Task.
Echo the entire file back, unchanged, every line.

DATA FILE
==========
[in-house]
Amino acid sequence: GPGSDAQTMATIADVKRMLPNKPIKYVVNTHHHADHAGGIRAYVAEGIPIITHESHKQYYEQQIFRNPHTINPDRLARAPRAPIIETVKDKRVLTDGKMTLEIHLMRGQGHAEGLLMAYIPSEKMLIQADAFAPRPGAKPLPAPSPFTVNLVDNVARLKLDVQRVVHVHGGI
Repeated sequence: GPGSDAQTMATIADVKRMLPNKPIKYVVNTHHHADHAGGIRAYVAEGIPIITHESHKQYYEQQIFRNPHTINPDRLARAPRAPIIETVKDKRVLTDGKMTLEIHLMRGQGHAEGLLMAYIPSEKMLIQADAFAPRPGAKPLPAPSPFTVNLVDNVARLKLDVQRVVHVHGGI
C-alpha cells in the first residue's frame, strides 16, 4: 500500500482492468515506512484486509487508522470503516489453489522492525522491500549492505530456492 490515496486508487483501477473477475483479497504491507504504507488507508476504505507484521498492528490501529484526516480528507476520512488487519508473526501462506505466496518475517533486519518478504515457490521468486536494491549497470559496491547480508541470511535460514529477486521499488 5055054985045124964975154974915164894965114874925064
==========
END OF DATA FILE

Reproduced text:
[in-house]
Amino acid sequence: GPGSDAQTMATIADVKRMLPNKPIKYVVNTHHHADHAGGIRAYVAEGIPIITHESHKQYYEQQIFRNPHTINPDRLARAPRAPIIETVKDKRVLTDGKMTLEIHLMRGQGHAEGLLMAYIPSEKMLIQADAFAPRPGAKPLPAPSPFTVNLVDNVARLKLDVQRVVHVHGGI
Repeated sequence: GPGSDAQTMATIADVKRMLPNKPIKYVVNTHHHADHAGGIRAYVAEGIPIITHESHKQYYEQQIFRNPHTINPDRLARAPRAPIIETVKDKRVLTDGKMTLEIHLMRGQGHAEGLLMAYIPSEKMLIQADAFAPRPGAKPLPAPSPFTVNLVDNVARLKLDVQRVVHVHGGI
C-alpha cells in the first residue's frame, strides 16, 4: 500500500482492468515506512484486509487508522470503516489453489522492525522491500549492505530456492 490515496486508487483501477473477475483479497504491507504504507488507508476504505507484521498492528490501529484526516480528507476520512488487519508473526501462506505466496518475517533486519518478504515457490521468486536494491549497470559496491547480508541470511535460514529477486521499488 5055054985045124964975154974915164894965114874925064